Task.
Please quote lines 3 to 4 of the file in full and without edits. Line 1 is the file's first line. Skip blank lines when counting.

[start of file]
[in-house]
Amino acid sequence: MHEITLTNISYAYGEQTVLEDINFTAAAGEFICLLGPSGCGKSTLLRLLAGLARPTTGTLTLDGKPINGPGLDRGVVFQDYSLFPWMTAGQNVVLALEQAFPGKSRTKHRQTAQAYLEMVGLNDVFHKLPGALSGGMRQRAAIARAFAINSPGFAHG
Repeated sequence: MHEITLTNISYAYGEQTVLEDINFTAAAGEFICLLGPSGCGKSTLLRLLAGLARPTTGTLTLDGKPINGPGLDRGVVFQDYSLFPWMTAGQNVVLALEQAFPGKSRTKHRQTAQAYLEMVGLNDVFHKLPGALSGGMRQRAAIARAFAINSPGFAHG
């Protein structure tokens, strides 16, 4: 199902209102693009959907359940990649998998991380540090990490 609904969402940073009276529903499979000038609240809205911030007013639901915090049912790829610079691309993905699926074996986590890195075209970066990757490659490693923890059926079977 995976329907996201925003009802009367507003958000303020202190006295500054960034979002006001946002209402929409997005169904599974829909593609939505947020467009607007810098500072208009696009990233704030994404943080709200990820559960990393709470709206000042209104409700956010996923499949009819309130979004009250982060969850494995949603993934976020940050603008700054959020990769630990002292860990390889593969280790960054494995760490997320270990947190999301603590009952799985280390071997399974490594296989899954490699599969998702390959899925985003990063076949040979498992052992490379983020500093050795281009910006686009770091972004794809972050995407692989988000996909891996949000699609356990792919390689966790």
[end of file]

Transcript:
Repeated sequence: MHEITLTNISYAYGEQTVLEDINFTAAAGEFICLLGPSGCGKSTLLRLLAGLARPTTGTLTLDGKPINGPGLDRGVVFQDYSLFPWMTAGQNVVLALEQAFPGKSRTKHRQTAQAYLEMVGLNDVFHKLPGALSGGMRQRAAIARAFAINSPGFAHG
């Protein structure tokens, strides 16, 4: 199902209102693009959907359940990649998998991380540090990490 609904969402940073009276529903499979000038609240809205911030007013639901915090049912790829610079691309993905699926074996986590890195075209970066990757490659490693923890059926079977 995976329907996201925003009802009367507003958000303020202190006295500054960034979002006001946002209402929409997005169904599974829909593609939505947020467009607007810098500072208009696009990233704030994404943080709200990820559960990393709470709206000042209104409700956010996923499949009819309130979004009250982060969850494995949603993934976020940050603008700054959020990769630990002292860990390889593969280790960054494995760490997320270990947190999301603590009952799985280390071997399974490594296989899954490699599969998702390959899925985003990063076949040979498992052992490379983020500093050795281009910006686009770091972004794809972050995407692989988000996909891996949000699609356990792919390689966790």